The idea for the magazine came from Donald B. Prell who was VP of Application Engineering at a Los Angeles computer input-output company. In 1957, the only place his company could advertise their products was in either Scientific American or Business Week. Prell had discussed the idea with John Diebold who started AUTOMATION magazine, and that was the inspiration for the name DATAMATION. Thompson Publications of Chicago agreed to publish the magazine.
Until microcomputers came along Datamation was the main general periodical of the computer industry. By reading it from cover to cover, and being very careful to study the ads also, it was possible to get an overall view of what was going on. When microcomputers finally started to become important in business and government it became necessary to read both Datamation and Byte magazine.
In 1998 datamation.com became one of the first online-only publications. In 2001 Datamation was acquired by Internet.com where it still maintains an online presence.
Traditionally, an April issue of Datamation contained a number of spoof articles and humorous stories related to computers.
However humor was not limited to April. For example, in a spoof Datamation article (December 1973), R. Lawrence Clark suggested that the GOTO statement could be replaced by the COMEFROM statement, and provides some entertaining examples. This was actually implemented in the INTERCAL programming language, a language designed to make programs as obscure as possible.
Some of BOFH were reprinted in Datamation.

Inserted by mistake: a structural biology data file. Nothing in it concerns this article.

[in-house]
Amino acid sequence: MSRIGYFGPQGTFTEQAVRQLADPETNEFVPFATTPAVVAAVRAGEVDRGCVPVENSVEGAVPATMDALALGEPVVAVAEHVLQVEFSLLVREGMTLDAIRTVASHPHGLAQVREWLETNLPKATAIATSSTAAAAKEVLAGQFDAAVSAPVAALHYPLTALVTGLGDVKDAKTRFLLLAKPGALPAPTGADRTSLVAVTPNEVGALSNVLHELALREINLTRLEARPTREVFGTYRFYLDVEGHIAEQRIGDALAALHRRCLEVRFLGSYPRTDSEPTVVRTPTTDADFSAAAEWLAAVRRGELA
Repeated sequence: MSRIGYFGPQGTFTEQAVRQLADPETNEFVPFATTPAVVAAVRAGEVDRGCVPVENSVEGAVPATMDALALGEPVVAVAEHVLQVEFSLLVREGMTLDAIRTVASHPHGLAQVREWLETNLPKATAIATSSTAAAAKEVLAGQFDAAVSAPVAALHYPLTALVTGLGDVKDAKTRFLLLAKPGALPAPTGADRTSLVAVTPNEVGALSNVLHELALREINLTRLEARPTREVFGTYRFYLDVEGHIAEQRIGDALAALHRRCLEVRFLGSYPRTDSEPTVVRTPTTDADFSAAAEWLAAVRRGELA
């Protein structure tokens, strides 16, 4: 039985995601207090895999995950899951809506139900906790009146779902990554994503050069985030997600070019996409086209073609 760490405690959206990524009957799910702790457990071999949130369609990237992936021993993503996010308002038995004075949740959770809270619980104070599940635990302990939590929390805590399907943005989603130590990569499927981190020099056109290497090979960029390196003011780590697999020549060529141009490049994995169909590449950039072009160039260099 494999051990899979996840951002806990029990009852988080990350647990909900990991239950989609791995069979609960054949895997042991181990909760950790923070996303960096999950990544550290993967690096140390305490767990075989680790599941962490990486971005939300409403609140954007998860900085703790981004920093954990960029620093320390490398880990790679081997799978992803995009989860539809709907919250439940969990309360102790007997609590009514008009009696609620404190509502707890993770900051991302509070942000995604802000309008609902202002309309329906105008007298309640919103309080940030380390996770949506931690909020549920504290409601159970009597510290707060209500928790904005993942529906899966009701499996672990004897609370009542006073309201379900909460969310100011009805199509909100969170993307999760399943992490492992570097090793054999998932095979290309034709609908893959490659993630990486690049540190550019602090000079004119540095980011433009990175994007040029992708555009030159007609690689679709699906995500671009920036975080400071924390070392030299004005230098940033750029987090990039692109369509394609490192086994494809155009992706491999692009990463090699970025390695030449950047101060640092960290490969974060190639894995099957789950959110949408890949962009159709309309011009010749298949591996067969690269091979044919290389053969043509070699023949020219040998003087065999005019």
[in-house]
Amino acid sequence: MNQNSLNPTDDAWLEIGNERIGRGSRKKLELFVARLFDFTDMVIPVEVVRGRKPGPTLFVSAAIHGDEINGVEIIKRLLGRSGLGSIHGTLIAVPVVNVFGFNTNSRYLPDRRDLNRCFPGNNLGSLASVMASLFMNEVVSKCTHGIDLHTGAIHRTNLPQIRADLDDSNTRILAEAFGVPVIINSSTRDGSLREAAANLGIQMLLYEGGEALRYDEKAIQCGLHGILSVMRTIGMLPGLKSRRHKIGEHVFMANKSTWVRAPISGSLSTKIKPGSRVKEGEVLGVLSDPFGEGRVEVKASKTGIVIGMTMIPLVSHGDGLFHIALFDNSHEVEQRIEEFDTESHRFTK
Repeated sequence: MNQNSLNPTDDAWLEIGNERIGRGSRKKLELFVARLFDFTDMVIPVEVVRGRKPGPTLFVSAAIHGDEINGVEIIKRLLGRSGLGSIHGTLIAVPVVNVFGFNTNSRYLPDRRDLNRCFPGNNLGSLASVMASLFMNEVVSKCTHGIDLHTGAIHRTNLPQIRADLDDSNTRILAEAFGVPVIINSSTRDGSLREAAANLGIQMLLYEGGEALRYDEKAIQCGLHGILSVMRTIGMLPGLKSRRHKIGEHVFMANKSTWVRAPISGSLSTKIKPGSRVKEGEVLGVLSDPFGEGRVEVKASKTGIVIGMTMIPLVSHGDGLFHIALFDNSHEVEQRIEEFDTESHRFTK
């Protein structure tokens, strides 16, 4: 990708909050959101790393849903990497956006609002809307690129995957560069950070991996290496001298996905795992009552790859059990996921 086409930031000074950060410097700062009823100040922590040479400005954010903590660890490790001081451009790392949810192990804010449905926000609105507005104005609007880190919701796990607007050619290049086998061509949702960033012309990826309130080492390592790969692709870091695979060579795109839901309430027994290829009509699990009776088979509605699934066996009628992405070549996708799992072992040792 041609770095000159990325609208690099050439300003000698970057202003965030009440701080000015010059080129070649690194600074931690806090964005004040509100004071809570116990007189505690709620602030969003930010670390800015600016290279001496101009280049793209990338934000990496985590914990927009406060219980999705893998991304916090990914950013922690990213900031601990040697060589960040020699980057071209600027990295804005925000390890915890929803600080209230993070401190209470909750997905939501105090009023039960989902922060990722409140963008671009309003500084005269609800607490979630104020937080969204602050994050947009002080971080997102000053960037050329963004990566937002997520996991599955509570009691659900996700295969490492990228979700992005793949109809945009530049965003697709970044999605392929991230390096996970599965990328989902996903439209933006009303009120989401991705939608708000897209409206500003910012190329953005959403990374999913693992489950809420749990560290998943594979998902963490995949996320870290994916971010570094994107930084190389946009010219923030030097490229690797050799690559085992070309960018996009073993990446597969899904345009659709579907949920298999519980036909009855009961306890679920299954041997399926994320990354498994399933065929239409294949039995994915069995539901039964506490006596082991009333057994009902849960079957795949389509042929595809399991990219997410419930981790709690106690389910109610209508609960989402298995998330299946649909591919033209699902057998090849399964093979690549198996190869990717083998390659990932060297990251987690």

The humor section was resurrected in 1996 with a two-page spread titled "Over the Edge" with material contributed by Annals of Improbable Research editor Marc Abrahams and MISinformation editor Chris Miksanek. Later that year, Miksanek became the sole humor contributor (though in 1998 "Over the Edge" was augmented with an online weblinks companion by Miksanek's alter-ego "The Duke of URL"). The column was dropped from the magazine in 2001 when it was acquired by Internet.com.
One other humor item may be worth a mention, just because of the participation of a major figure in the industry. In 1978 Datamation published a piece of mine called Excuse me, what was that? that documented a Today Show interview by Tom Brokaw of John Peers, who was demonstrating his company's speech recognition system. When that system didn't recognize a phrase, it would respond "Excuse me, what was that?" In the excitement of setup for the demo, the system was overtrained, so everything sounded the same to it, and every few seconds during the interview, it would repeat that phrase, driving interviewer and interviewee nuts. George Glaser, one of the proprietors of the system was present. On hands and knees, he crept behind the equipment, hoping not to be seen on national television, intending to stop the distraction by yanking some wires. Brokaw had the presence of mind to switch the machine off before George came into view. Datamation illustrated the piece with an excellent caricature of the scene, showing the distinguished Mr. Glaser creeping under the rug. The story got a lot of attention, and George told me that he was later introduced at an important meeting as "The Lump Under the Carpet." --Nels Winkless